Sunday, 19 May 2013

Jason And The Argonauts (1963)

Jason And The Argonauts is, to me, the best of the movies featuring the work of Ray Harryhausen. Oh, there are a few other films vying for the top spot, but this one wins, in my opinion. Every creation onscreen here isn't just up to the usual high standard that people came to expect from Harryhausen, each one is a classic involved in a classic sequence.

The story is all about Jason (Todd Armstrong playing the Greek hero) and his crew of good men braving the perils that stand in their way as they sail away on the Argo to seek the legendary Golden Fleece. They are alternately helped and hindered by gods (mainly Zeus, played by Niall MacGinnis, and Hera, played by Honor Blackman) as they face the mighty statue of Talos, some horrible harpies, clashing rocks, unexpected treachery and much more.

Pretty much essential viewing if you're a fan of sword 'n' sorcery movies, Jason And The Argonauts only makes one or two minor mis-steps on its fantastic journey. The fact that the whole thing is a game being played out by the gods is one annoyance (especially when the real reason for the quest is forgotten) and the very final moments of the film prove, perhaps inevitably, anti-climactic after such a memorable sequence involving battling skeletons brought to life from the teeth of the Hydra.

The acting from all concerned is just fine. Todd Armstrong may not be the most memorable leading man, but he puts himself over as a good, kind leader. MacGinnis and Blackman are fun as the two main gods keeping an eye on the quest, Nigel Green is fine as Hercules, despite his limited screentime, Gary Raymond is okay as Acastus (the son of an enemy who has managed to get himself in the crew) and Laurence Naismith gets to play the man who built the Argo. There's also the lovely Nancy Kovack, who arrives just in time to fall for Jason and become involved in the big finale.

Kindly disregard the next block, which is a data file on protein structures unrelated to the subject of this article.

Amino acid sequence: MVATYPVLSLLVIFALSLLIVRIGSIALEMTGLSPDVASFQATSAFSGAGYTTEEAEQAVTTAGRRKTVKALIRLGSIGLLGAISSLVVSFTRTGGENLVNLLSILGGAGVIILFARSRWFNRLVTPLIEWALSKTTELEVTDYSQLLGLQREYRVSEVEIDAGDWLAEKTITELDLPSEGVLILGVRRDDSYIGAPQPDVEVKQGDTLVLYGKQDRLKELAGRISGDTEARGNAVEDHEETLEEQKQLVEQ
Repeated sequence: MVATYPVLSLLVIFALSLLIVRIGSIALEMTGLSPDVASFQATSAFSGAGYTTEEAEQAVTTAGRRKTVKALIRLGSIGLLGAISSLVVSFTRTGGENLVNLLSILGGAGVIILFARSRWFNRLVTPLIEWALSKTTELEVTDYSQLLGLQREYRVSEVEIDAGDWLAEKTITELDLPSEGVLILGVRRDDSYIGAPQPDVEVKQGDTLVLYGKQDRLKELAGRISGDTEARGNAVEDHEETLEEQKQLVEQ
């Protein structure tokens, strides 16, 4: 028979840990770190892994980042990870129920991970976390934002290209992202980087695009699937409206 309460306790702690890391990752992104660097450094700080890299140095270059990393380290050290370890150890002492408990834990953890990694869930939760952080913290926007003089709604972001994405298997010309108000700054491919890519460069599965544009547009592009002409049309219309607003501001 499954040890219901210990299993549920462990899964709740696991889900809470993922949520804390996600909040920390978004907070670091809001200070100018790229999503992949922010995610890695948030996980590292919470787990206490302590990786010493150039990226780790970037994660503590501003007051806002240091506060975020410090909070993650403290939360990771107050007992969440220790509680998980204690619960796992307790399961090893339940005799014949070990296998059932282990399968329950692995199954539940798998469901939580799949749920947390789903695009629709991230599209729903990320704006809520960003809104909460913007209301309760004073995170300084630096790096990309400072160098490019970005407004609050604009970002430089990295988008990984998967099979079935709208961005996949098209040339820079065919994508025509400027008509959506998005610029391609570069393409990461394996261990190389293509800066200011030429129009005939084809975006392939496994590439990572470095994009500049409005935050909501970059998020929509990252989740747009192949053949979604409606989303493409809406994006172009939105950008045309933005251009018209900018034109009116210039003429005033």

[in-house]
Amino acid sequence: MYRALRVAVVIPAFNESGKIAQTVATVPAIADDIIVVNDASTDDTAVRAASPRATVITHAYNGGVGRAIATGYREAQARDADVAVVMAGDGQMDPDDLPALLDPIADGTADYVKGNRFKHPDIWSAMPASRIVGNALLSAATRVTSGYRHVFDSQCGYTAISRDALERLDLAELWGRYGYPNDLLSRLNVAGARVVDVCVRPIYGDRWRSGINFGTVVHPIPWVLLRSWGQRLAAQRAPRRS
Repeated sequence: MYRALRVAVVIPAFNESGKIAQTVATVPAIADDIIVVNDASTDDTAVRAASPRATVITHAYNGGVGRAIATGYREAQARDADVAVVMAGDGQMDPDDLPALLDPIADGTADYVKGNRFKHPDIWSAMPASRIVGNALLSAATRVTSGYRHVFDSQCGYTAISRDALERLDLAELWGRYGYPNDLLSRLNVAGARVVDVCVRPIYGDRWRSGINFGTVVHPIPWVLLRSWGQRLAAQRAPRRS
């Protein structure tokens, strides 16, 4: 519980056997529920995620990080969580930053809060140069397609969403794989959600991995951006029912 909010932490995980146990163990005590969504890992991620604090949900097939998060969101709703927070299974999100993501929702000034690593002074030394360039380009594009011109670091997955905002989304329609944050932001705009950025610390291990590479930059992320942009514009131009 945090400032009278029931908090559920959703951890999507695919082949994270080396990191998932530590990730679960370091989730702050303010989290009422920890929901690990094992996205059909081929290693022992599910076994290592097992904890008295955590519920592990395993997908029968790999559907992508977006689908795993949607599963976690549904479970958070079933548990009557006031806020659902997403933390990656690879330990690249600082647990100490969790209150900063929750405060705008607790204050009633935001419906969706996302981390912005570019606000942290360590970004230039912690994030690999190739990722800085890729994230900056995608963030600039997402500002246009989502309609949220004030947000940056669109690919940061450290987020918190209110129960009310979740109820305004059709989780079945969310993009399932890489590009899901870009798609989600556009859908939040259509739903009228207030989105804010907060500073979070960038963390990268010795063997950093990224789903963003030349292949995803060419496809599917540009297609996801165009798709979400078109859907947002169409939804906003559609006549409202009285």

Director Don Chaffey does a good job, working from the screenplay by Beverley Cross and Jan Read, and there's very little to fault. The pacing is perfect, the dialogue does what is required, and everything is designed to move the characters from one spectacular set-piece to the next. For me, this remains the pinnacle of Ray Harryhausen's work, despite strong competition from those Sinbad movies, and if you haven't seen it already then I suggest you get to it as soon as possible. It's held up as a classic of the fantasy genre for good reason, because it IS one.


Would I really end with any other screenshot???

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